A 0.25% increase in short-term rates is unremarkable on its face, but what we’ve seen over these past few weeks points to a new dynamic in the Fed’s relationship with the market.
First, it’s clear that the Fed is now more concerned with meeting its intended target than soothing market anxiety. Since 2008 until just recently, the Fed was extremely sensitive to the market’s response to any hint of a rate rise. The Taper Tantrum and subsequent Fed assurances epitomized this dynamic. A month ago, the markets were not even pricing in a rate hike. Unlike in past years, when the Fed forestalled repeatedly, this time the Fed stopped waiting for the markets to get comfortable. Instead, Chair Yellen repeated her intentions, the market listened, and the Fed acted.
Second, although we expect the Fed to continue making its intentions clear, markets will be harder pressed to predict the timing and magnitude of rate changes. We’re in a new world now, where the easy trade is over. In the years immediately following the Financial Crisis, bond traders could be on the right side of the trade with very little effort. Back then, Chair Bernanke was explicit that rates would not move for a certain period. When the Fed shifted from a calendar-dependent approach to a data-dependent one, things got a little harder for bond traders, but not much. That’s because the data thresholds that the Fed put forth were far from attainable at that time.
Now, the economic picture is less clear cut. While we certainly don’t see a recession this year, GDP growth is nothing to get excited about. Some of the Fed’s thresholds—most notably, U.S. employment—support a return to more normal rates. Yet, softer-than-expected GDP growth, slowing credit growth and less-than-robust capital expenditures are among the indicators that point to a more cautious economic outlook. Also, much of the recent optimism has been driven by post-election anticipation of tax, fiscal and regulatory policy changes, but as we noted in our outlook, turning promises into policies will take time.
What can we expect from here? Short-term rates are unlikely to soar because the economic data has a ways to go. I believe that rates will settle in at 1.75% to 2.00% over the next four to five quarters, with two more rate hikes this year, possibly three. Here’s why: Earlier this month, Chair Yellen spoke here in Chicago. She made clear, as she has in the past, that the Fed intends to target a real (inflation adjusted), neutral (neither too hot nor too cold) federal funds rate. Long-term, that rate should be around 1%. In other words, if inflation were 2%, the fed funds rate would hover around 3%. Chair Yellen went on to say, however, that today’s unusual conditions—the result of global debt levels, balance sheet recessions, aging demographics, among other factors—are leading the Fed to shoot for a real neutral fed funds rate of closer to 0%. So, given our expectation of inflation in the 2.0% -2.5% range and a dovishingly leaning Fed, that leads us to our expected 1.75% to 2.00% range over the next year or so.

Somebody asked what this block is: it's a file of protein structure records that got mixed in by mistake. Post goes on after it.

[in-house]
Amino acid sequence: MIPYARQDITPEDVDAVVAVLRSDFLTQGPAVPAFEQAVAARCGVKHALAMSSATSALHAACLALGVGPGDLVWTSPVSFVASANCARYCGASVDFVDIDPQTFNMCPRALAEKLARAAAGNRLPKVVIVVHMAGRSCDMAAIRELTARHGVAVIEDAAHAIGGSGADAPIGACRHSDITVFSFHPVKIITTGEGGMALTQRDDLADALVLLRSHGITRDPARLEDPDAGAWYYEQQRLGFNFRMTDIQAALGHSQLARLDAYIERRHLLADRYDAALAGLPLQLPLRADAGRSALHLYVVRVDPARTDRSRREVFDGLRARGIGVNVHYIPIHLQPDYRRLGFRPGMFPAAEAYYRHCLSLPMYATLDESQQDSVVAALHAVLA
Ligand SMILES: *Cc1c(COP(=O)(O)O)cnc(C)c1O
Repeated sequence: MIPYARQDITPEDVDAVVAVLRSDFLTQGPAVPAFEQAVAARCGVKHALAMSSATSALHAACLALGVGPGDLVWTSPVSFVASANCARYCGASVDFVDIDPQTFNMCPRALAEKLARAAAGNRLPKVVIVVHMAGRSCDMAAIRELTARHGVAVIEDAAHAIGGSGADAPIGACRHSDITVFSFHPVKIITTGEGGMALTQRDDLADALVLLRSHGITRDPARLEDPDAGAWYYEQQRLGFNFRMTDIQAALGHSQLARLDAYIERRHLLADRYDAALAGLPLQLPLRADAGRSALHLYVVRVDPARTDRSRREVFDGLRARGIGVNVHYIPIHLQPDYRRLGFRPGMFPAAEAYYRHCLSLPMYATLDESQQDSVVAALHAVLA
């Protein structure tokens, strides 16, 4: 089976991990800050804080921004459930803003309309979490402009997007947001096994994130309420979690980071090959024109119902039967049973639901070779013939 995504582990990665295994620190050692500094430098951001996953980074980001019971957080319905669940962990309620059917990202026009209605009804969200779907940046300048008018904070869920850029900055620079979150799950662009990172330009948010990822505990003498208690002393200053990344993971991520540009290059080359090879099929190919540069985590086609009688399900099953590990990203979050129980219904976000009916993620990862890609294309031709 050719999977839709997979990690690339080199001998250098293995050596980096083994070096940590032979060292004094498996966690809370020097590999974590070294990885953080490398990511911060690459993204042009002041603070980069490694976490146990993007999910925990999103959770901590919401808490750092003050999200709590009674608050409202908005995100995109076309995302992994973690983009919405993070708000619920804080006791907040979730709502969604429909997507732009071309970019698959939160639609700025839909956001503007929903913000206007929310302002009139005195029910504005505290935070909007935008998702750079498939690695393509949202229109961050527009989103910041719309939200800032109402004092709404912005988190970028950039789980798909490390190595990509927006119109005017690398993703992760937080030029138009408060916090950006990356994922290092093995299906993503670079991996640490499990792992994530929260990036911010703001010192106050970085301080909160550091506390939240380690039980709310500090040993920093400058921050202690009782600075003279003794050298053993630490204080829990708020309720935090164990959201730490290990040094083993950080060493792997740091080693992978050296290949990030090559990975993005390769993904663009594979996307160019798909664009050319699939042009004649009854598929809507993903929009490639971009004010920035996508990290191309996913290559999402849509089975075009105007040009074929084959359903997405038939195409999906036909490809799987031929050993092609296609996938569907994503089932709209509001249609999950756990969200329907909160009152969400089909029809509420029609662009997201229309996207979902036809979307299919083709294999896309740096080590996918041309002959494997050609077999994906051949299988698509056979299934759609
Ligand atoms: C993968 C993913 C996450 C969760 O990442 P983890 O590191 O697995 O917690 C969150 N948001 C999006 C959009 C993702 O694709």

Long-term rates will be more contained than many believe. Conventional wisdom holds that short-term and long-term rates rise in tandem, but that’s just not the case. Parallel rate rises have been extremely rare. Right now, the market is expecting 10-year rates to be around 3% or less for the next couple of years. To me, that sounds about right. As I noted, the U.S. economy is not on the cusp of a breakout, and other global central banks are likely to remain highly accommodative.
We see plenty of opportunities in the bond market for active investors. There’s going to be a lot of noise as this new dynamic between the market and the Fed takes hold. The noise is good for an active, experienced investor who can still find ample incremental opportunities in a market with more opinions (less consensus). Less precise guidance from the Fed requires investors to do more of their homework-and that’s fine by us.